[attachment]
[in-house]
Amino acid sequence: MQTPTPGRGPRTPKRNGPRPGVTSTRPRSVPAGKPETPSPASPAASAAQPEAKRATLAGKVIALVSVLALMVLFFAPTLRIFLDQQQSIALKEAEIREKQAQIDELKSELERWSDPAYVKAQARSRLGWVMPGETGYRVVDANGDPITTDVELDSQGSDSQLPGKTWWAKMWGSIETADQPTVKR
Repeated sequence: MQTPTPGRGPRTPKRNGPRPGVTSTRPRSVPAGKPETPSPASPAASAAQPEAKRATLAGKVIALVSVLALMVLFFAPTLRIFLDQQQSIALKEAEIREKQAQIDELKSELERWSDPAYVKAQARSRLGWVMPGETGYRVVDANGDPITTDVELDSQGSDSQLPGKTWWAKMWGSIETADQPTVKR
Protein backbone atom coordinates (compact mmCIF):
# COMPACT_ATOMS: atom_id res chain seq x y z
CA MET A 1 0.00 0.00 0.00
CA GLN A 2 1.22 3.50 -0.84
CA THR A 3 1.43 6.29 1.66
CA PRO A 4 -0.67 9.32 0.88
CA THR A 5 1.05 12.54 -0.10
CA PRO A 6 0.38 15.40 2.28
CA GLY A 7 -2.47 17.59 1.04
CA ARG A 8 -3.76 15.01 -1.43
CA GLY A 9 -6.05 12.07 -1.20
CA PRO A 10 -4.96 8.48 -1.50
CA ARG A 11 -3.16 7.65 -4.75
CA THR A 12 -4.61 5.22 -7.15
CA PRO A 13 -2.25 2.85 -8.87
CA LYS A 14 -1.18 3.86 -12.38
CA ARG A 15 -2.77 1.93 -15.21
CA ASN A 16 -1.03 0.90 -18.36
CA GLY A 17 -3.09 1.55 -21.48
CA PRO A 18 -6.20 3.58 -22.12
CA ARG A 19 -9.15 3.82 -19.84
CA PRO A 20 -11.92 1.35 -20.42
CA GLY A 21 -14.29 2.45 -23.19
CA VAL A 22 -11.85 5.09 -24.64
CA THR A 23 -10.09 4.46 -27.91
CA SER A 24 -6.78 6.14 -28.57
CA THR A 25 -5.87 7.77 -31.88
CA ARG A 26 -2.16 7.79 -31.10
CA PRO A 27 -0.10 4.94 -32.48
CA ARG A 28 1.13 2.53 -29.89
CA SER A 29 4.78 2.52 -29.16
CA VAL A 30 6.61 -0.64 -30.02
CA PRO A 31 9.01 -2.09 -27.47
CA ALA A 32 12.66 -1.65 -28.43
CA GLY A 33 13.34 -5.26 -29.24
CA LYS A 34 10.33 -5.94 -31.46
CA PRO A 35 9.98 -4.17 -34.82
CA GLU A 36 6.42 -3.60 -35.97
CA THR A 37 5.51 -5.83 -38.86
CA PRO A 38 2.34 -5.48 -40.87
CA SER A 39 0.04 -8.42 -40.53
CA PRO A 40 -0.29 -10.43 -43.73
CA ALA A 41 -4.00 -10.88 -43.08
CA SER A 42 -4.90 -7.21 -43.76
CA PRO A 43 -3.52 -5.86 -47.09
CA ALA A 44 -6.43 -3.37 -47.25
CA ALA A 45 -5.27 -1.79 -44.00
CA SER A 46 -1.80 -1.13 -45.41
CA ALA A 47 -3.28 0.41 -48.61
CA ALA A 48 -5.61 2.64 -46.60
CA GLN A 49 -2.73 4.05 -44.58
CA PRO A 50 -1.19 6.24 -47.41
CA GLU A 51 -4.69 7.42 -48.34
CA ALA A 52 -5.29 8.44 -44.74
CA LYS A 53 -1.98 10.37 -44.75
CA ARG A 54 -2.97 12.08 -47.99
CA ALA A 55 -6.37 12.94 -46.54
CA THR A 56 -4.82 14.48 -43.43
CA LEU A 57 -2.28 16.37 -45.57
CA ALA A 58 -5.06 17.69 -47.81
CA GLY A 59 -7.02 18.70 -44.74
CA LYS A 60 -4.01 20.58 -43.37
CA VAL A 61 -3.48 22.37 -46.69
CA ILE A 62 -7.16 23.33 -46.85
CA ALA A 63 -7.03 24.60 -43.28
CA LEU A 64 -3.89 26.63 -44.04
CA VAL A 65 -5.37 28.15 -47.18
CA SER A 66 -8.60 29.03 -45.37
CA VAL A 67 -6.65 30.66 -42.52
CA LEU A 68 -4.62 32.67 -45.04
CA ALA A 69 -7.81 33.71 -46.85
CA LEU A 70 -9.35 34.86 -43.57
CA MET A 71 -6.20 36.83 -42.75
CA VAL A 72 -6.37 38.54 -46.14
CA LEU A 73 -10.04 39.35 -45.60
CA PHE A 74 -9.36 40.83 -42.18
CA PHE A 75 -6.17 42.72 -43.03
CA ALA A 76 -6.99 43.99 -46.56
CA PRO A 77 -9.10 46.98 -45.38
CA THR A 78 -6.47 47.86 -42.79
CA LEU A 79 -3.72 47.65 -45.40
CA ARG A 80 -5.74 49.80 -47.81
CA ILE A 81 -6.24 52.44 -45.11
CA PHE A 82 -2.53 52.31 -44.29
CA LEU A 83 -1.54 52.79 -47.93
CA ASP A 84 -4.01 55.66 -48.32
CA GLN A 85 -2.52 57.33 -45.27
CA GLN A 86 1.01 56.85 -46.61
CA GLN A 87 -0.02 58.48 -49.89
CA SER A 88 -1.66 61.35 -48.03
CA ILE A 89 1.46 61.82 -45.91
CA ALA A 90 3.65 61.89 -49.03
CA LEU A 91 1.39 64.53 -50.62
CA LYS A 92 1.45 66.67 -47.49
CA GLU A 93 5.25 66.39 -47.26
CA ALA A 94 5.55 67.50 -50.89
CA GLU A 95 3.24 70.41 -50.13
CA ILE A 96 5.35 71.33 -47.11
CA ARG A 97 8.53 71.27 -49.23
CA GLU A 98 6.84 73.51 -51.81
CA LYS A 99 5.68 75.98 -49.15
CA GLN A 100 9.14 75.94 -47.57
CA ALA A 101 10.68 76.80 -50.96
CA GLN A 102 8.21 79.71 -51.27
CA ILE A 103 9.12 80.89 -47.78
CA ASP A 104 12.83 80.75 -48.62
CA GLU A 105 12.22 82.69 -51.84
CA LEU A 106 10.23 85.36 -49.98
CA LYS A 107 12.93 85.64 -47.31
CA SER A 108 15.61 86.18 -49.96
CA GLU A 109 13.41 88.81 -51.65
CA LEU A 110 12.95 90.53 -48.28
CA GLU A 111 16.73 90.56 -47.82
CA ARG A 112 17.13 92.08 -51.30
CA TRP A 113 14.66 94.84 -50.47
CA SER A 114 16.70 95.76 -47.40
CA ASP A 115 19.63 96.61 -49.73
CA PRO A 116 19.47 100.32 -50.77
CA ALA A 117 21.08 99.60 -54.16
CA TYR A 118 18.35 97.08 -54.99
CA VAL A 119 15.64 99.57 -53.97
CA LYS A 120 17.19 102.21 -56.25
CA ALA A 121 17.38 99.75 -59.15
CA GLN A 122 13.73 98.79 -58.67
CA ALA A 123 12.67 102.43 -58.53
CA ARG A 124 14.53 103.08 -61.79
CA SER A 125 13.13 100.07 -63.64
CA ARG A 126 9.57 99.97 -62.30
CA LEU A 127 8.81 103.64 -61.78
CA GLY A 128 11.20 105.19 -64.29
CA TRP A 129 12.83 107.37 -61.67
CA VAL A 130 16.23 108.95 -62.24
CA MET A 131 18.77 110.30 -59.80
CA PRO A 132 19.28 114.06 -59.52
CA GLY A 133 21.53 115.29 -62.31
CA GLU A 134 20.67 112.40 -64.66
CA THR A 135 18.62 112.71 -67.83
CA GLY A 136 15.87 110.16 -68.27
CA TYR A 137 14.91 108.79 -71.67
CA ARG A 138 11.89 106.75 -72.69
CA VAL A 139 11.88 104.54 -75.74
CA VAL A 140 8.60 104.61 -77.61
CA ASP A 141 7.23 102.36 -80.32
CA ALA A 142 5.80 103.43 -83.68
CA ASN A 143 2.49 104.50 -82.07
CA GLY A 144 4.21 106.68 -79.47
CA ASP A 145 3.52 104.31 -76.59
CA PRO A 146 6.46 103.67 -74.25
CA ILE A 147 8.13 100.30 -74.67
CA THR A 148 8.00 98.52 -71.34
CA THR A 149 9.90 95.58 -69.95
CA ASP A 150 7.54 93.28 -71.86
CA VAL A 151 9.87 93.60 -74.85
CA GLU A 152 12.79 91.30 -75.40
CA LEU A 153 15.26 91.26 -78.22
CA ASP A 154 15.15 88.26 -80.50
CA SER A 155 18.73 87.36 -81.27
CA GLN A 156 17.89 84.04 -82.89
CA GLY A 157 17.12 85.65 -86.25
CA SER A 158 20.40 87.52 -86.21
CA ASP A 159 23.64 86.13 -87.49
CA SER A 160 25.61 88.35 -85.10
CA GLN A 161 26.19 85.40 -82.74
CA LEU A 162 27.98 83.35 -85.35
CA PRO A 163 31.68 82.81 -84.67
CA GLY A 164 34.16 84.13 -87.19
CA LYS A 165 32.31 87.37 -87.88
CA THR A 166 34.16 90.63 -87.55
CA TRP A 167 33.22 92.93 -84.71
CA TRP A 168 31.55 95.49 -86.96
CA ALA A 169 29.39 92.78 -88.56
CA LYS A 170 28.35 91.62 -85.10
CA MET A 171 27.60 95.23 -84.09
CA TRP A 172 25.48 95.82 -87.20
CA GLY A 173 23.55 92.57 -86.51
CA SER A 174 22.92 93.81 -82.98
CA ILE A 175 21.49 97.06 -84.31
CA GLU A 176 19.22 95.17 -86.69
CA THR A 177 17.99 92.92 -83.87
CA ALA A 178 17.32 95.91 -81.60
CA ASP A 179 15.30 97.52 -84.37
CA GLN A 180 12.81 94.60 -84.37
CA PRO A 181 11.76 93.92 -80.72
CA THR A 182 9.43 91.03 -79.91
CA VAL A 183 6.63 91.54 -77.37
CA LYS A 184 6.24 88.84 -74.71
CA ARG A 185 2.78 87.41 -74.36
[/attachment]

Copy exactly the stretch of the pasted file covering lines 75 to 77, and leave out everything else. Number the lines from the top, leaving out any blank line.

CA LEU A 70 -9.35 34.86 -43.57
CA MET A 71 -6.20 36.83 -42.75
CA VAL A 72 -6.37 38.54 -46.14